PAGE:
Tag Archives: Literacy

Location, Location, Location

You never know, at the start of the semester, when the pivotal moments of a class are going to take place. You design a syllabus, choose readings, and hope for the best. But in every course I teach there always seem to be moments that resonate for most of the people involved and keep coming back into the conversations in one form or another. I can’t plan for or predict what they’re going to be, because these moments have to emerge out of the distinctive interests and personalities of all the people in the course. Sometimes these moments aren’t even the things I find most interesting, but you have to recognize and ride the waves of the class.

This fall, in my Composing Identities graduate seminar, one of the moments that has had that kind of pivotal effect in the course was the week when we talked about agency in terms of material conditions – but specifically it was the readings and discussion about location and mobility. We read work by a number of people –  Kate Pahl, Eli Goldblatt, Robert Brooke, Cathy Burnett – who are exploring the importance of space and location in regard to how literacy practices develop and are perceived. While all the discussions of materiality (and the tension with immateriality) in terms of literacy practices were useful, the questions about location and mobility sent a charge through the course and keep coming up as we read other texts. How does location, and the perception of who you are in a location, shape a sense of identity? How does location the literacy practices you can engage and, just as important, shape the way you feel you can engage in those practices? How does mobility – both on the scale of moving to a new location or on the scale of moving around your community, shape literacy and identity in ways in which we’ve not explored sufficiently? How are stories shaped by place, and then how do those stories shape our sense of identity and writing? How do issues of transnationalism reshape these conversations and concerns? And how does the virtual mobility afforded by digital media add a new layer to these questions?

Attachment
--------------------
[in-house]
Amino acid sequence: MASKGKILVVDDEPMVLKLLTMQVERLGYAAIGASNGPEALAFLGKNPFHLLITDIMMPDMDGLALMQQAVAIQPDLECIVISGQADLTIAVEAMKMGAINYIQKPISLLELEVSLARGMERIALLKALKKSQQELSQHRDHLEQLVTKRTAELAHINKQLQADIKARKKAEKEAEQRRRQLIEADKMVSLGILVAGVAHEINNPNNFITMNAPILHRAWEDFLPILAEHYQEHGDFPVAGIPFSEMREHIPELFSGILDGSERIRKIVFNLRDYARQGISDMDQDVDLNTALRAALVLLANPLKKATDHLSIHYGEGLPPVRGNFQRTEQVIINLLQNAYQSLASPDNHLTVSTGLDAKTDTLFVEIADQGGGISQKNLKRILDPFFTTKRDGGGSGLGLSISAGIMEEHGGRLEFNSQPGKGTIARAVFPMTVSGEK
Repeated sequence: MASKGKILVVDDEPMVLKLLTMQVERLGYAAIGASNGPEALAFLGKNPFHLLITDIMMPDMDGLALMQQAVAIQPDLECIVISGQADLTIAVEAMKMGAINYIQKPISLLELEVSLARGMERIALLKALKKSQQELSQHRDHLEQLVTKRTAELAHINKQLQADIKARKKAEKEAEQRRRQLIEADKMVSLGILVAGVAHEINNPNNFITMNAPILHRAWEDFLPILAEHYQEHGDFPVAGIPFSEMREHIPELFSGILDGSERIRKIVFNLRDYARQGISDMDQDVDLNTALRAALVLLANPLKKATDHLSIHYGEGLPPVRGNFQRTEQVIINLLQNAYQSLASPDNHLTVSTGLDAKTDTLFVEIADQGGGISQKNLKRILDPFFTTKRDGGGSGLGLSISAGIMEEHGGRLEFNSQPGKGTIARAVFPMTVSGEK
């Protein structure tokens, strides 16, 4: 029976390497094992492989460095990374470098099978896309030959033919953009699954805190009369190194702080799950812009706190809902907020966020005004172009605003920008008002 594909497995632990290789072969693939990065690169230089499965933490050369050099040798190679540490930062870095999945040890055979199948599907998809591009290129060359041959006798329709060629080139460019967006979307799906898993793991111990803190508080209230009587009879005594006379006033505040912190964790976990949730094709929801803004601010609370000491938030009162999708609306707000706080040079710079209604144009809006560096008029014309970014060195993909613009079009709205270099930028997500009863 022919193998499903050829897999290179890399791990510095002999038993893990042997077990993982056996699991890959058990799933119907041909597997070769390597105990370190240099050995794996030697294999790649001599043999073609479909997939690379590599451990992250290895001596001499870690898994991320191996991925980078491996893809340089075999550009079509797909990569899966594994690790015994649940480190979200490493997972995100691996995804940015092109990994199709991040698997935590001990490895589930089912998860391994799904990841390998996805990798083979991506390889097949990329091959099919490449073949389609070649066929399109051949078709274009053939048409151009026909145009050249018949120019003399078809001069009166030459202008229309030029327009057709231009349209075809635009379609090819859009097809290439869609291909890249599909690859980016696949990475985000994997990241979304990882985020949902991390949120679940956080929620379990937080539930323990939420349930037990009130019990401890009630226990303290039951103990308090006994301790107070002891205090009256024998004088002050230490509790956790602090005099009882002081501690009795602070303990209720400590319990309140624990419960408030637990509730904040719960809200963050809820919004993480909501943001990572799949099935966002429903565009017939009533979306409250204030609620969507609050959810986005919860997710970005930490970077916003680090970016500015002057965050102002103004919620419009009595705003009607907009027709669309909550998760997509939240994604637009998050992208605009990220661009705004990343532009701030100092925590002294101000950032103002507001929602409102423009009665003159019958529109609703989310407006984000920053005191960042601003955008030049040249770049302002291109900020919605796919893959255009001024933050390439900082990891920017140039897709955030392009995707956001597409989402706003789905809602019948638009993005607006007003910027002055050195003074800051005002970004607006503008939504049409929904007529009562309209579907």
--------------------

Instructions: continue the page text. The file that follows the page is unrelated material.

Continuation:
Clearly we’re still just exploring here. but the discussions have pushed me farther into this area of thinking about literacy and agency and I’m all the more excited to get further into it. I was interested before, but grateful for the unexpected pivot.

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Polymedia and sustaining relationships

Still rolling over in my head the great conversation we had in class this week in my Composing Identities graduate seminar. Now that the class is well underway I want to do some reflecting on it here in the next few weeks, particularly as it connects to the book project. This week we were talking about agency and technology, but rather than use the lens of rhetorical affordances we focused on the emotional and social responses and uses people make of digital technology in communicating. The most productive piece for the class (as it has been for me) was a chapter from Mirca Madianou and Daniel Miller’s 2012 book Migration and New Media. We read the chapter on “Polymedia.” Madianou and Miller, define polymedia as focusing “less on the affordances of each particular medium and more on how users exploit the contrasts between media as an integrated environment in order to meet their relationship and emotional needs” (p 128). In other words, in a moment when, if you have a smart phone for example, you can easily and quickly choose a variety of ways to communicate a message (texting, Instagram, Twitter, phone call even) the choice becomes shaped less by the material affordances of the technology and more by considerations of sociality, emotion, and power. “Polymedia is not a range of technical potentials, it is a series of cultural genres or emotional registers that make these contrasts into significant differences in communication by exploiting them for various tasks within relationships” (p. 148).